“OCD is like having a bully stuck inside your head and nobody else can see it.”
- Krissy McDermott
Have you ever had a disturbing, or unwanted thought, cross your mind? Has it ever lingered longer than you would have liked? Has it ever repeated? Over, and over and over again?
Have you ever had these thoughts consume your mind?
The answer is probably yes, and believe it or not, this is normal.
Your mind is a very powerful weapon. According to Wikepedia, the renowned digital book of knowledge we all admire and trust: The mind is a set of cognitive faculties including consciousness, perception, thinking, judgement, and memory.
But what it fails to mention, is that the mind can often be a powerful weapon to itself.
An intrusive thought is an unwelcome involuntary thought, image, or unpleasant idea that may become an obsession, is upsetting or distressing, and can feel difficult to manage or eliminate.
And although everyone is subject to some form of intrusive thoughts on a daily basis - some have to struggle with these debilitating thoughts in everything they do.
“Everyday when I wake up in the morning, I need to make sure to plan at least 5 minutes of, what I call 'just in case' time”, my friend Silvia opened up to me.
"Basically what that means, is before I leave the house, I need to check all the used outlets from that morning. Flat iron, coffee maker, toaster etc. I run my hand over the outlet 3 times, run my finger around the flat iron to make sure it's not touching anything that could set on fire, and if I'm feeling extra cautious that day, I'll push the prongs into my palm so that if I'm tempted to turn around and go back home to check, I can just look down at the redness on my hand to see the indentations for validation. It usually stops there, but sometimes I'll feel inclined to make sure everything looks perfect, neat, clean. Your clean, is probably my disaster."
Though experiencing these cogitations sporadically is a basic human trait, the constant reoccurring thoughts are a form of mental ruminations, typically triggered by OCD (Obsession Compulsive Disorder), or PTSD (Post Traumatic Stress Disorder). So how can we tell the difference between healthy thinking and intrusive thoughts?
For myself, I was worried I was going 'crazy' a term we have all come to fear. I've always dealt with intrusive thinking - but just like Silvia, the thoughts flourished into a full blown overburdening monster after experiencing a sudden death at a young age.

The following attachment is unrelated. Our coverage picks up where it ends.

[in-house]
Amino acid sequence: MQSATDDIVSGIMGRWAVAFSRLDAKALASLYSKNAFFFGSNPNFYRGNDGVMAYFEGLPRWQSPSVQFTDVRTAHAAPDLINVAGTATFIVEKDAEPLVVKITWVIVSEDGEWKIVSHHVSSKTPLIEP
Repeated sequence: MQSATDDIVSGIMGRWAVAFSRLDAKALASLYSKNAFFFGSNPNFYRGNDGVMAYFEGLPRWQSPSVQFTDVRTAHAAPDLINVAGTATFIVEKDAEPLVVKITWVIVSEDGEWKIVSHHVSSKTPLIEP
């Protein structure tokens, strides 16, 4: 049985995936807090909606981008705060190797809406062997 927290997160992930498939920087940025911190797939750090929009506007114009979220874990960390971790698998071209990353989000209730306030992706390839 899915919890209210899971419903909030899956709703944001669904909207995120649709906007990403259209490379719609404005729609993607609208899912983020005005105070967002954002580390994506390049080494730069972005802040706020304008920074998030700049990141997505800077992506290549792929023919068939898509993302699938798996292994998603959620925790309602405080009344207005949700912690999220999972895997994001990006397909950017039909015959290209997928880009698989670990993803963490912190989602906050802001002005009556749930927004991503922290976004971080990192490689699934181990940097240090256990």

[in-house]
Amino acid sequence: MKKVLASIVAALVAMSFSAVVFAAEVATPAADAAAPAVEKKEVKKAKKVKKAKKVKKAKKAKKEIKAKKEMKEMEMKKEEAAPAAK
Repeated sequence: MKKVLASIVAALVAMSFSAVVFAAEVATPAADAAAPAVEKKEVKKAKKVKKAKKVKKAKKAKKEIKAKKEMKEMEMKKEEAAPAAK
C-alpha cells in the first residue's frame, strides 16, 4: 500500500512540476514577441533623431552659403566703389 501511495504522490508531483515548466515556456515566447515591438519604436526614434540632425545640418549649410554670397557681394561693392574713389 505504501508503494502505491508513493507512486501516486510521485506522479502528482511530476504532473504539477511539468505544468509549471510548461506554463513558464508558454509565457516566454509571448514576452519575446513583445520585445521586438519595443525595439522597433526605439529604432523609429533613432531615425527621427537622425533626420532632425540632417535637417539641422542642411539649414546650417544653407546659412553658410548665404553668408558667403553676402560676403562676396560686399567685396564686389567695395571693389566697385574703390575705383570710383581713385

Silvia mentioned, "The intrusive thoughts probably didn't happen until about 2 years ago. Maybe something to do with the tragic loss of a friend, maybe the continuous reminders to check the straightener, coffee machine, oven, stove all that."
Sadly, intrusive thoughts are not always as complaisant. Some can be quite frightening and disturbing. The important thing to remember is, just because you think something doesn't mean it's true or that you're actually going to act on it.
I'll never forget the moment I actually opened up and told someone about what was going on in my mind. I visited a support group every Monday, and one evening I finally said what was on my mind.
"There was been a lot of deaths in my life over the past 5 years - I can't get them off of my mind. Even though I don't want to die, I can't stop thinking about dying. Why wont these disturbing thoughts stop? Is there something wrong with my brain?" I asked the counsellor.
I was happy to hear that what I was going through was normal, and actually a seldom discussed symptom of OCD. And although I was diagnosed with OCD by a Psychiatrist, he never explained to me what attributes derived from the disorder.
After speaking with Silvia, it put my mind at ease knowing I wasn't alone in having these thoughts."My biggest fear was that if I told anyone how I was feeling, their response would be "it's just a phase", which happens to be the biggest misconception about mental health." She mentioned," I'm never one to give a shit about what people think of me on the other hand. So fuck them."
Once I had opened up to a professional, I felt a little more 'normal' (although, what exactly is normal, anyway?). I told my boyfriend and my close friends, who were incredibly understanding. As people who overthink most things, it's a good reminder that we're probably overthinking this, too. The people who love you, would never judge you.
"It really helps to have friends around to remind me throughout the day. (My friend) Jenna is a saint. She'll make sure to say it to me before I even have the chance, which not only shows me what an angel she is, but that she understands me. (My boyfriend) Eric as well, oh my god. Thank you both", Silvia affirmed.
I am unsure if these thoughts will ever go away completely. I am still uncomfortable around anything to do with danger, or death. A part of me is sad, realizing my “free spirit” dimmed after losing people I love. I used to love rollercoasters and theme park rides - but now I get nervous even being on a Ferris Wheel. I used to have no problem being the passenger in a vehicle, but now I nearly burst blood vessels, gripping on to the side of the door handle. The thing I try to remind myself of, is that this has no reflection on who I am as a person.
If you, or someone you know suffers from intrusive thoughts, here are a few resources for getting help:
For information about Mental Health Services in Ontario call 1-866-531-2600 (toll-free).
Special thanks to Silvia Muic, for bravely opening up about her experience with intrusive thoughts.